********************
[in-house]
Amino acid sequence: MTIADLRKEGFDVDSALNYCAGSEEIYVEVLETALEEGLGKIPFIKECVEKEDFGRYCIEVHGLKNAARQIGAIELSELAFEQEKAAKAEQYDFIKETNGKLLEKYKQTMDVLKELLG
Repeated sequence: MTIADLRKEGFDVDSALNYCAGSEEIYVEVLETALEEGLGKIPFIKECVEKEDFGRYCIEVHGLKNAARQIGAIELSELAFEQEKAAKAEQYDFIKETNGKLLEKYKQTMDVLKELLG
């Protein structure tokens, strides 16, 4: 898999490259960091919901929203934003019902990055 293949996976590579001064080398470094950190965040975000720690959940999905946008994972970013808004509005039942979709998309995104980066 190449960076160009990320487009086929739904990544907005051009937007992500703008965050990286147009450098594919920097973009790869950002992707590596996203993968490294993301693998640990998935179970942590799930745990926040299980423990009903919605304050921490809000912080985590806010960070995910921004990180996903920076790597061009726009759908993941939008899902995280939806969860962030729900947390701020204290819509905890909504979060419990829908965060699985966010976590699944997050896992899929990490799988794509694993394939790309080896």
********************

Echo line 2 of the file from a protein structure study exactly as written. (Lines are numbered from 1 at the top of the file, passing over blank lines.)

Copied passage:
Amino acid sequence: MTIADLRKEGFDVDSALNYCAGSEEIYVEVLETALEEGLGKIPFIKECVEKEDFGRYCIEVHGLKNAARQIGAIELSELAFEQEKAAKAEQYDFIKETNGKLLEKYKQTMDVLKELLG